Cops: Trucker's Cab "Awash With Blood"

In this undated photo provided by the Metro Nashville Police Department, Bruce Mendenhall is shown, in Nashville, Tenn.
AP/Metro Nashville Police Dept
A cab of a truck driver and suspected serial killer was "awash with blood" belonging to 10 different people, said a prosecutor who charged the man Thursday with murdering a missing woman.

Carmen Purpura's body has not been found, but the prosecutor said her blood soaked the seats in Bruce Mendenhall's cab, and that so much of her blood was there she could not possibly be alive.

Purpura's slaying is the fourth Mendenhall has been charged with since his arrest in Nashville July 12, the day Purpura disappeared from an Indianapolis truck stop. Police say he confessed to being present at as many as six slayings in Indiana, Tennessee, Alabama and Georgia.

Marion County Prosecutor Carl Brizzi said a Nashville police officer had stopped Mendenhall's truck because it bore an unusual corporate symbol that had been linked to the other slayings.

"When the officer opened up the cab of the truck, you can imagine his surprise, because the cab of the truck was literally awash with blood," Brizzi said at a news conference. "DNA analysis of that shows it's not just the blood of one victim, but the blood of several victims."

Some of the blood was from the other three women Mendenhall has been charged with killing, Brizzi spokesman Matthew Symons said.

Also found in the truck cab was a .22-caliber handgun that Mendenhall used in the killings, Brizzi said.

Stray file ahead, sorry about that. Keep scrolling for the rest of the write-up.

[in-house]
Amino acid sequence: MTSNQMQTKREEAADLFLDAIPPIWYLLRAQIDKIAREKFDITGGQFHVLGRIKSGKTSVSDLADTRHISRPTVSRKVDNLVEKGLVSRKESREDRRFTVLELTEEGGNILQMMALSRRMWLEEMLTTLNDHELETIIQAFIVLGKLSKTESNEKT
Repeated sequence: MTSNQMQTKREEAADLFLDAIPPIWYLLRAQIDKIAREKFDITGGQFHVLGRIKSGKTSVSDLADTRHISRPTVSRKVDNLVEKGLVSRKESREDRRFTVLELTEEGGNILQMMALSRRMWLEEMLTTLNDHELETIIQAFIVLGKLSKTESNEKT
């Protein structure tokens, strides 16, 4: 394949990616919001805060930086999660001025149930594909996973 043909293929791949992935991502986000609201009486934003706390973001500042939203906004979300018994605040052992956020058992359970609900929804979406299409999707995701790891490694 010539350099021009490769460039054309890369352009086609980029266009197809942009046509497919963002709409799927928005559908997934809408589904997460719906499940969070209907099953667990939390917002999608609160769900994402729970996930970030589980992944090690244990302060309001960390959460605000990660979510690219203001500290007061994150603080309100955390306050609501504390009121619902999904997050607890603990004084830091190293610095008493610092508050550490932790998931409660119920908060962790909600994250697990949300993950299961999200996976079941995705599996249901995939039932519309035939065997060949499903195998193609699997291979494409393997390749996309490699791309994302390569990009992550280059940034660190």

Mendenhall, 56, is being held at a Nashville jail. One of his attorneys, Jason Gitchner, said he had no comment on the latest charge.

Ryan Hallam, the mayor of Mendenhall's hometown, Albion, Ill., said Mendenhall - married with two grown children - was "a little different" from other people in town. He had a loud voice, but generally kept to himself, aside from an unsuccessful campaign against a preacher for the mayor's seat about a decade ago.

Mendenhall once ran for mayor in Albion because he was angry at the city for ordering him to clear junked cars from his property, Albion Police Chief Doyle Judge told the AP last year.

"We've had a few encounters with him, but nothing of any great magnitude," Judge said, noting only one disruption over a traffic stop involving Mendenhall's daughter.

Mendenhall also is charged in the slayings of Symantha Winters, 48, of Nashville, whose body was found shot and stuffed in a trash can June 6 at a truck stop in Lebanon; of Sara Nicole Hulbert, 25, who was found shot to death June 26 at a truck stop in Nashville; and Lucille "Gretna" Carter, 44, who was shot with a .22-caliber weapon before her nude body was found July 1 by a trash bin along a road in Birmingham.

Brizzi said the victims were shot after their heads were wrapped in plastic wrap and duct tape.

Even though the body of Purpura, 31, has not been found, Brizzi said he was confident he had enough evidence to convict Mendenhall. Blood drawn from the Indianapolis woman's parents provided a DNA match to blood inside the cab, where investigators also found a bloody bag containing her cell phone, ATM card and clothing she was wearing at the time of her disappearance.

Nashville police found blood on Mendenhall's hands and under his fingernails.

Police say that when the Albion, Ill., trucker was arrested, he said the victim had been shot in the back of the head at the Indianapolis truck stop and then left inside a vehicle parked at a nearby fast food restaurant. Mendenhall denies being the murderer, Brizzi said.

"It's almost as if he wanted to get caught and then play a game of I'm smarter than the police," the prosecutor said.

Brizzi said he is still weighing whether to seek the death penalty. No capital charges have been filed in the other three cases.